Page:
UEA DMTS’ 2022 production of Anthony Drewe and George Stiles’ musical Just So is such a burst of colour and energy that it’s impossible to know where to look for the first few minutes. This is, in part due to the performances of the stellar cast, and in part, due to the clever and innovative creations of the visual team, led by the ever-talented Tahlia Lenton. The wonderful set includes the use of flats, as the changing backdrops of this anthropomorphic and ambitious quest-narrative and the costumes are a cluster of colour and charm.
The musical is directed by Sam Gordon-Webb and based on Rudyard Kipling’s ‘Just So’ stories. It tells the tale of a vengeful crab playing with the ocean and wreaking havoc in the natural world. The cast is led by Rosie Hastings as the curious Elephant’s Child, who goes on a mission to quell the crab’s chaos. Rosie’s voice holds that incredible quality of being able to be both delicate and powerful when needed to, and her acting is similar in carrying its moments of poignancy and hilarity that the musical demands. With her, is the Kolokolo Bird, (Lillian Carver), who is such a pleasant contrast to the young elephant, and who Lillian presents with such lovely vibrancy throughout. But, of course, a musical wouldn’t be a musical without the commitment of a brilliant ensemble, and Just So has this in abundance; it has such a colourful cast of characters, and it is clear to see how much fun the actors are having with them.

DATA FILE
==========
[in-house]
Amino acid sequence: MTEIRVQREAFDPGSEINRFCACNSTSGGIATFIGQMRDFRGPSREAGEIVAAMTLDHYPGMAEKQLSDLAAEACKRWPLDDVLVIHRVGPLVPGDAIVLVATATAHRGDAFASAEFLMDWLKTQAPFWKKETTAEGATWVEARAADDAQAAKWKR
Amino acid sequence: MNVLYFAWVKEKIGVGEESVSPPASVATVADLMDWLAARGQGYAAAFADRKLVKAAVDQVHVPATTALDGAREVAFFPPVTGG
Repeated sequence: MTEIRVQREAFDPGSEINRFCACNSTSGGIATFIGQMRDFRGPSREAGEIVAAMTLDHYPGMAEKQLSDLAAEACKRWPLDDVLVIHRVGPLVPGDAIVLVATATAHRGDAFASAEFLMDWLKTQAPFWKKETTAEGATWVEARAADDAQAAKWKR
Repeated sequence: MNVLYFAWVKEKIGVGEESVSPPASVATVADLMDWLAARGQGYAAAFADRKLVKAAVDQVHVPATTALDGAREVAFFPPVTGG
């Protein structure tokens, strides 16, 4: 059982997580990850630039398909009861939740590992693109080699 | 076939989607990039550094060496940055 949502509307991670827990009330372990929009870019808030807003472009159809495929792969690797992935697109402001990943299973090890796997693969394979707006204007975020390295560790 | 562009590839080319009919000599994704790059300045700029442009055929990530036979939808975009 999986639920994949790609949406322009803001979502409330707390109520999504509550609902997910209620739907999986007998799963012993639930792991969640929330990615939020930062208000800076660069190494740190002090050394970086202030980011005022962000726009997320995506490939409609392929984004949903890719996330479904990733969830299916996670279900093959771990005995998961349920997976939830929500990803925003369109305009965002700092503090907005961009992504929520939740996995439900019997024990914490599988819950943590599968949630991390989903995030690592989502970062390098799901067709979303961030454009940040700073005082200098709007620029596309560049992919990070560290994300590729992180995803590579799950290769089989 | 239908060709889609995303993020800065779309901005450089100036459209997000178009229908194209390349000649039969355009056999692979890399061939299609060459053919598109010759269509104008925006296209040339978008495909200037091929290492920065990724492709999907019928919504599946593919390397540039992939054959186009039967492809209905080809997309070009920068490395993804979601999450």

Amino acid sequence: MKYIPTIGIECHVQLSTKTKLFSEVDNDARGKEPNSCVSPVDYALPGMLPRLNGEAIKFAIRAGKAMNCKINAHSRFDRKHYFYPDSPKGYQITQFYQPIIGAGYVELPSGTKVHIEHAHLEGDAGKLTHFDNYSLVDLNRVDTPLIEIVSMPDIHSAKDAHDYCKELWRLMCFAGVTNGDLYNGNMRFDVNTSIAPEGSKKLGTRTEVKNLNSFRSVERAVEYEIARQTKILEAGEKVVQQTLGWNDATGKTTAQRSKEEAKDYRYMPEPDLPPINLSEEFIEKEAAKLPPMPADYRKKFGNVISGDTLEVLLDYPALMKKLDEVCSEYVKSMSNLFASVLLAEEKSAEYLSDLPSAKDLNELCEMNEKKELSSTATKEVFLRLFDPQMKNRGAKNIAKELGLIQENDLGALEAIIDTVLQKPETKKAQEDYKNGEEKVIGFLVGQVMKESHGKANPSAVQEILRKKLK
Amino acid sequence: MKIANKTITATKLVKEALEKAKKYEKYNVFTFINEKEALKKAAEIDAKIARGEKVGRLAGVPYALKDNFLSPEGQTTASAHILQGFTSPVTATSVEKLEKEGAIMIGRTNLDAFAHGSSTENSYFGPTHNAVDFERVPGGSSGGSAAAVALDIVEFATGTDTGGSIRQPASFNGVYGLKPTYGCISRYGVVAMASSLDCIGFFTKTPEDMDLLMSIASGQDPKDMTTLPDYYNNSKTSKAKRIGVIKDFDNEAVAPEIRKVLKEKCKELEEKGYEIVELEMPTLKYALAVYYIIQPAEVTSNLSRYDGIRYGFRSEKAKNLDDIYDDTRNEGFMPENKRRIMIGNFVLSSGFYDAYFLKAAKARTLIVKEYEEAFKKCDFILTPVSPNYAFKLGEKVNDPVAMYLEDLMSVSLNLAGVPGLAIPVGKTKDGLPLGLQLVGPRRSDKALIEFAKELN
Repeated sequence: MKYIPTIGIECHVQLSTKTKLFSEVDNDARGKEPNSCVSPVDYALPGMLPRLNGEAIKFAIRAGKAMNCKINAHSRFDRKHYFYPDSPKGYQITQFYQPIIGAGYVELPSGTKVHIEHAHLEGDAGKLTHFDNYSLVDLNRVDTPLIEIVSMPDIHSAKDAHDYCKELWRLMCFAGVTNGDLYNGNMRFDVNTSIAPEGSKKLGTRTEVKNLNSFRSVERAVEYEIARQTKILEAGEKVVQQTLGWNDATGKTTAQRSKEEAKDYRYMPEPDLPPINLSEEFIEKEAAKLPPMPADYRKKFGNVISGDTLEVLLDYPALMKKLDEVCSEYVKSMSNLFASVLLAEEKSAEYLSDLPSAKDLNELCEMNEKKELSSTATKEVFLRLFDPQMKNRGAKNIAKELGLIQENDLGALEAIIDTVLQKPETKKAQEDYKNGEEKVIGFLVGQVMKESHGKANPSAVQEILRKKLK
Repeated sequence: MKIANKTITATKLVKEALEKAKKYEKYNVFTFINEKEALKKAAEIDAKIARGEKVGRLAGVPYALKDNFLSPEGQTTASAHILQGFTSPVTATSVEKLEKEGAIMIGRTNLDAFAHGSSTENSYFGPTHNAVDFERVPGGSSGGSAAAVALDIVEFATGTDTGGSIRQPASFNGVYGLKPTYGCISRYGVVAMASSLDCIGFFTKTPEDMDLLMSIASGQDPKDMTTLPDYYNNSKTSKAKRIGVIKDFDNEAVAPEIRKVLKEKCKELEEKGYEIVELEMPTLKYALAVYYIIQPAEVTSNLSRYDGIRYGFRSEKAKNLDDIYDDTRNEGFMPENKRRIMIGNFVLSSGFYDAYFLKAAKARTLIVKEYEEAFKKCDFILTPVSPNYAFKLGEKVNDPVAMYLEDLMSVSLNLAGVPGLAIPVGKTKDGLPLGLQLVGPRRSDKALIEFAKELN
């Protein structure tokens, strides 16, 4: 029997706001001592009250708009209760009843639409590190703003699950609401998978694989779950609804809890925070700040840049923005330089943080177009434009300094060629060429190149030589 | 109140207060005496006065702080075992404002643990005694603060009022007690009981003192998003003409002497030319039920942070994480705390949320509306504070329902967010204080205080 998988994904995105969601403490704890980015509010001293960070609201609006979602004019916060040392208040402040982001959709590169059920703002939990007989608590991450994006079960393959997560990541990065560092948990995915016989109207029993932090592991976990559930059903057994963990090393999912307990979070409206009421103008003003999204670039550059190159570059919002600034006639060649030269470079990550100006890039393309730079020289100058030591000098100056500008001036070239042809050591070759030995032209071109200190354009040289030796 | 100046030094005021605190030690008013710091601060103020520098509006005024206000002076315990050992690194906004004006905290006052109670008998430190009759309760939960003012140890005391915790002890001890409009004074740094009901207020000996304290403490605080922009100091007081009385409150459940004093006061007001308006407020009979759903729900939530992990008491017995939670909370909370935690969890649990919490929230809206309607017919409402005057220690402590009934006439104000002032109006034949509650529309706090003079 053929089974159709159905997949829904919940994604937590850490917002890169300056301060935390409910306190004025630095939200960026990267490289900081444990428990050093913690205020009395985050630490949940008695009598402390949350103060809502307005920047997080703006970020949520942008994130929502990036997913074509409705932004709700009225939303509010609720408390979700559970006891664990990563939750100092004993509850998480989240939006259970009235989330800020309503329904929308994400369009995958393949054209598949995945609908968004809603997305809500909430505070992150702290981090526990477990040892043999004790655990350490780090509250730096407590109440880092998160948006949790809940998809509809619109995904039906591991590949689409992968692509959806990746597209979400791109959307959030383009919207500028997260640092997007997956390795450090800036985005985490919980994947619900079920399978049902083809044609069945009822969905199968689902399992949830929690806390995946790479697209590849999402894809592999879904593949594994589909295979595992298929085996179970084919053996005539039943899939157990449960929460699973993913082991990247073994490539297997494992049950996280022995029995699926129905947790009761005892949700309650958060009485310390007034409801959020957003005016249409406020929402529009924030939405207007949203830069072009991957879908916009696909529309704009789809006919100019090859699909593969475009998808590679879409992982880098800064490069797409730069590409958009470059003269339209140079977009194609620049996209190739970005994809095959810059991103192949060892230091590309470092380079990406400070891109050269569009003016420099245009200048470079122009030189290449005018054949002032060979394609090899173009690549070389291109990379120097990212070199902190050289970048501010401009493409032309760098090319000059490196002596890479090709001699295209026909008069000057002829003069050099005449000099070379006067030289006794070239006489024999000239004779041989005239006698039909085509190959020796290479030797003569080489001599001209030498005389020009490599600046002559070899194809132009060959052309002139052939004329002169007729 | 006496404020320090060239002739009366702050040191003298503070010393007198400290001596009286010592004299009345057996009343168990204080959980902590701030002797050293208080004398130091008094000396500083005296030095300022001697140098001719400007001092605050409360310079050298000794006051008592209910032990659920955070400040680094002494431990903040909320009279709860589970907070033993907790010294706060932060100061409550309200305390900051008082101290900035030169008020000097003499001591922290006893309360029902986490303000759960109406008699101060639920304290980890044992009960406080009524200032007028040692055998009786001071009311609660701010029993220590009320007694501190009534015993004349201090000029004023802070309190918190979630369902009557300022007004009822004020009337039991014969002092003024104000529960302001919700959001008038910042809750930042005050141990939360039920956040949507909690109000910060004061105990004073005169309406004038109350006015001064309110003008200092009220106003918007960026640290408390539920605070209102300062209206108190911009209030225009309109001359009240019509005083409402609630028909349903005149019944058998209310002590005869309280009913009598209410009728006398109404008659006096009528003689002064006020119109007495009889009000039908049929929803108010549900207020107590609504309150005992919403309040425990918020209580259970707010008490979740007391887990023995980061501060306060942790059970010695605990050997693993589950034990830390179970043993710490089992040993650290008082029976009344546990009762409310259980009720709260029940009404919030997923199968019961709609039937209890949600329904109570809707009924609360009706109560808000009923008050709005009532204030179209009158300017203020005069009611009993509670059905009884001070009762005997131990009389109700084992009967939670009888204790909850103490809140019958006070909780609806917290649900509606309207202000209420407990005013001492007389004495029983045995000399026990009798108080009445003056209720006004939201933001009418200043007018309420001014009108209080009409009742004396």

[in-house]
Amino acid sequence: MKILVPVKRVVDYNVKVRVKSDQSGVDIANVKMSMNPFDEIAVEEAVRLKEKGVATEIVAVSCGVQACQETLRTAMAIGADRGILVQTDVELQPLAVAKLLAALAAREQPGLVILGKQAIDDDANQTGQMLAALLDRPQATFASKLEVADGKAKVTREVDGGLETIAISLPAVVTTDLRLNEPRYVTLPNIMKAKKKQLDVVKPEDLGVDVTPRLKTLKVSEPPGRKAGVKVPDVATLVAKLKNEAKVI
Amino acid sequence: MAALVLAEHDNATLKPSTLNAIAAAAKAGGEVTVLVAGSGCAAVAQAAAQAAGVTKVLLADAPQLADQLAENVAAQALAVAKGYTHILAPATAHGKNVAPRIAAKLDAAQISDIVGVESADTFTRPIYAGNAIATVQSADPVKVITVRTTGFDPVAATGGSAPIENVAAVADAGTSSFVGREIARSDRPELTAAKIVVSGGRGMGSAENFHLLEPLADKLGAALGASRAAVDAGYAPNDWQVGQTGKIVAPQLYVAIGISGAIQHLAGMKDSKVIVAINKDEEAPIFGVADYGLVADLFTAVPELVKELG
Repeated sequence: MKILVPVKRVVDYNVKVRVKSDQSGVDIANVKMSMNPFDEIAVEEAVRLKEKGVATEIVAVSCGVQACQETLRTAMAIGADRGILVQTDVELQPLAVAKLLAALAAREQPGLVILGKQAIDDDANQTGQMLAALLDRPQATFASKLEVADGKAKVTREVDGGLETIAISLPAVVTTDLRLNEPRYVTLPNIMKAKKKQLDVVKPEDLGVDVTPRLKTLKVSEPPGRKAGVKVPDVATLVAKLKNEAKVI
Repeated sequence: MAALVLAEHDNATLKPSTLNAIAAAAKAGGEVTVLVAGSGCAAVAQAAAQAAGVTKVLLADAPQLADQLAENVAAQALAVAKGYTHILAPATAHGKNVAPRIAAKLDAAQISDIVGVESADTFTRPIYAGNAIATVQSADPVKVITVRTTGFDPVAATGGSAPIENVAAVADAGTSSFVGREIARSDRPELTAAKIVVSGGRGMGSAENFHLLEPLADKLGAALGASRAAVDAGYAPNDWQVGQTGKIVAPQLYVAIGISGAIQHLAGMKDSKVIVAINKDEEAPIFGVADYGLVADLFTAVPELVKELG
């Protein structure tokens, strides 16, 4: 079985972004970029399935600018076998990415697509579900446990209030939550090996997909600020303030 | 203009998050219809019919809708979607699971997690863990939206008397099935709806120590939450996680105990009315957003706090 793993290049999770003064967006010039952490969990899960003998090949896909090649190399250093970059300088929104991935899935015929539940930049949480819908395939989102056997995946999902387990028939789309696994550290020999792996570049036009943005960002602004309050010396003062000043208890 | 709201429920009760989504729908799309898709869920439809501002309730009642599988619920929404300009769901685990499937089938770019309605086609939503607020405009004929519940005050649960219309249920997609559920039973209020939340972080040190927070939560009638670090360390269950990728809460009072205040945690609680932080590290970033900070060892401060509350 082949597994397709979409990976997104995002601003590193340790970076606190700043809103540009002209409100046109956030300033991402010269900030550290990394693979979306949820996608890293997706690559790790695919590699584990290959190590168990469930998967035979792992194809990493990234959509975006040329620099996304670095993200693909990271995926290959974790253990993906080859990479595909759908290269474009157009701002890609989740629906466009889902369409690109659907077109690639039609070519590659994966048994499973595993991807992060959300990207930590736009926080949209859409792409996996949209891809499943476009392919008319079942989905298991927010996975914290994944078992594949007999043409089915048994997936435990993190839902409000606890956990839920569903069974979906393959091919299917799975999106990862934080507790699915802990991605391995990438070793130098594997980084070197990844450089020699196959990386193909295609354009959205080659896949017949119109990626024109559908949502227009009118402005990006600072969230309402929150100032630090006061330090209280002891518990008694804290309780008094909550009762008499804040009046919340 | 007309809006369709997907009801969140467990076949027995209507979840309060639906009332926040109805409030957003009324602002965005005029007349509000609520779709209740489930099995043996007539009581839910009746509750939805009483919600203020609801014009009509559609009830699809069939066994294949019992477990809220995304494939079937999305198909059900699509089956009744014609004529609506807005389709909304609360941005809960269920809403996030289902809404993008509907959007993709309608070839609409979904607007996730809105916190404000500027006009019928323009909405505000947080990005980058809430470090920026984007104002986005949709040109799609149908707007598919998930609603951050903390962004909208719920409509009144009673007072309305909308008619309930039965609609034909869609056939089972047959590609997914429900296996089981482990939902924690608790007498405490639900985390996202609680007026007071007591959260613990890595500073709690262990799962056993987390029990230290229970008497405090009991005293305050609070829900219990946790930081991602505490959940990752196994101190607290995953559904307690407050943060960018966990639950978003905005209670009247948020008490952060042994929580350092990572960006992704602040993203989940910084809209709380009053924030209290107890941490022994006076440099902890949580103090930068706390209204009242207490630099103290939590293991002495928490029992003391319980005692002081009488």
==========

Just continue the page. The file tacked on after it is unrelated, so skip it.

Finally, the music, directed by Lucas Fox, is performed by a live band, on stage beside the action. I’m always astonished by musical talent, and this band has it in leaps and bounds ( *insert kangaroo emoji*)
Drama Soc have such a knack of capturing a room, and leaving the studio after the performance, it’s impossible not to feel uplifted and in the mood for a song. Maybe re-read a few Kipling novels, as a treat.
What? It’s Just So enjoyable.